Australian artist Alan Constable is both a painter and a ceramicist. His ceramic works reflect a life-long fascination with old cameras, which began with his making replicas from cardboard cereal boxes at the age of eight. The sculptures are lyrical interpretations of technical instruments, and the artist’s finger marks can be seen clearly on the clay surface like traces of humanity. In this way, Constable’s cameras can be viewed as extensions of the body, as much as sculptural representations of an object.
It may come as a surprise to people unfamiliar with Alan’s story to learn that he is legally blind (with limited tunnel-vision); and also deaf, which makes his world all the more internal and contained. As observers we can only project our own perspectives onto Alan’s work, but one could speculate that his physical challenges have defined his extraordinary artistic abilities.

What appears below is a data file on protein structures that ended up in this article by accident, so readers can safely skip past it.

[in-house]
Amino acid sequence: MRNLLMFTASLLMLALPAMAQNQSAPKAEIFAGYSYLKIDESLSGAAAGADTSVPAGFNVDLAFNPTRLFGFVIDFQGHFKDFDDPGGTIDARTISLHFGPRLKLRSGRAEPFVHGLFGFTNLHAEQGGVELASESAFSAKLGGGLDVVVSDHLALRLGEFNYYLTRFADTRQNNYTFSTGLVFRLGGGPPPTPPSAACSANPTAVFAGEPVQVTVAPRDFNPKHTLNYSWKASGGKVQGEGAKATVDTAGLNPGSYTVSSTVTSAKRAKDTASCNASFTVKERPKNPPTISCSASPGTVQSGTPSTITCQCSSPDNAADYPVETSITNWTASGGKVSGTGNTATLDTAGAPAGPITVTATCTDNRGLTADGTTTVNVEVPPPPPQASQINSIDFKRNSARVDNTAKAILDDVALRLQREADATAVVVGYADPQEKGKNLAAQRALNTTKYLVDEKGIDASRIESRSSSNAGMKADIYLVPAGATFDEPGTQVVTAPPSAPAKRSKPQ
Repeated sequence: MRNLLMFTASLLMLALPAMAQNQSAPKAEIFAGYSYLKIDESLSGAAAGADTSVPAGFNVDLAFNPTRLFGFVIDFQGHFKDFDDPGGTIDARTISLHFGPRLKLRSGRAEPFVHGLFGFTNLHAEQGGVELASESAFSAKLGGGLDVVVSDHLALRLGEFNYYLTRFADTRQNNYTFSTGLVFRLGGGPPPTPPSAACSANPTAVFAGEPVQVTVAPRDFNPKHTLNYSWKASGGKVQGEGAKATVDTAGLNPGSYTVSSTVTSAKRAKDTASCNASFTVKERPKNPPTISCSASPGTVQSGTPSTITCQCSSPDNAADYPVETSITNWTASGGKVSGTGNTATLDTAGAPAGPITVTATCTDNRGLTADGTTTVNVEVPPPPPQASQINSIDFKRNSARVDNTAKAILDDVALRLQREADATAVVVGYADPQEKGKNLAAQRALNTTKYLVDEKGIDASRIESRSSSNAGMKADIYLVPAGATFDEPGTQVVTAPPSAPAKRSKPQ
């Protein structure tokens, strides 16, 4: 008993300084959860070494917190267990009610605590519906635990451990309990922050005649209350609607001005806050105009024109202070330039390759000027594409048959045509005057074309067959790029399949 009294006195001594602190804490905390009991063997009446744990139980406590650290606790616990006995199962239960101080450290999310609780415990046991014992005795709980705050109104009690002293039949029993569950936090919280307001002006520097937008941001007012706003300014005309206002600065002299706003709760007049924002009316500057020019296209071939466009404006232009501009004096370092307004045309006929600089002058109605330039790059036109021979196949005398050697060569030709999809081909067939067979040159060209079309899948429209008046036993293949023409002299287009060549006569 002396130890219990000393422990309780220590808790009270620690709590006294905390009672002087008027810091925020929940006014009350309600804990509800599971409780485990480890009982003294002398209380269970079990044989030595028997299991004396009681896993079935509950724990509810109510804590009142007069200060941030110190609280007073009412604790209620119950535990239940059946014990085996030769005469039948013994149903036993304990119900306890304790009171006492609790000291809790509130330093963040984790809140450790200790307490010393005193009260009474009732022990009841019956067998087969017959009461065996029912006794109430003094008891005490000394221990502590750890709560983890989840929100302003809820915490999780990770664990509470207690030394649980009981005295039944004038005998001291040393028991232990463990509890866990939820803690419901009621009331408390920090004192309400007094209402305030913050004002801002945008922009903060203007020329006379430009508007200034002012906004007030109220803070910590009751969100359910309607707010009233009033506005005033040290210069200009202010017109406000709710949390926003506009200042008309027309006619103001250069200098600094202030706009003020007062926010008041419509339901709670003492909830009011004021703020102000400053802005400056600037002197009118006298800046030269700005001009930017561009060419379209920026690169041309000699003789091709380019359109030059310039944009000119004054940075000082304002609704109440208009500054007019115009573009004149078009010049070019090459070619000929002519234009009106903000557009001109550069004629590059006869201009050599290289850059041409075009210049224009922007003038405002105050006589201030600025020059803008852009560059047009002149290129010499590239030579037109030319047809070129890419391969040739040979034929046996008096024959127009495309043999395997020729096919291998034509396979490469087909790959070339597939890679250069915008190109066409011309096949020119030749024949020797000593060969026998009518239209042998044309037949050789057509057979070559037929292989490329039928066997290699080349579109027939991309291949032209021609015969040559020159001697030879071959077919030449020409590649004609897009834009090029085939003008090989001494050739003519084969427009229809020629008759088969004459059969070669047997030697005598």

Alan’s cameras emphasised the handmade, intensifying and celebrating the imperfections associated with the human touch. None are perfect, nor exactly to scale, but it was exactly these qualities that resonated with and engaged audiences.
Shay Colley is an artist and graphic designer from Perth, Australia now based in Melbourne. Shay works in a variety of mediums including collage and drawing and is interested in achieving commonality and balance between objects. He enjoys the grit, grain, abstraction and other uncontrollable imperfections of accessible and affordable print processes. His work often features naive hand rendered type, self-depreciating narratives and salvaged printed material.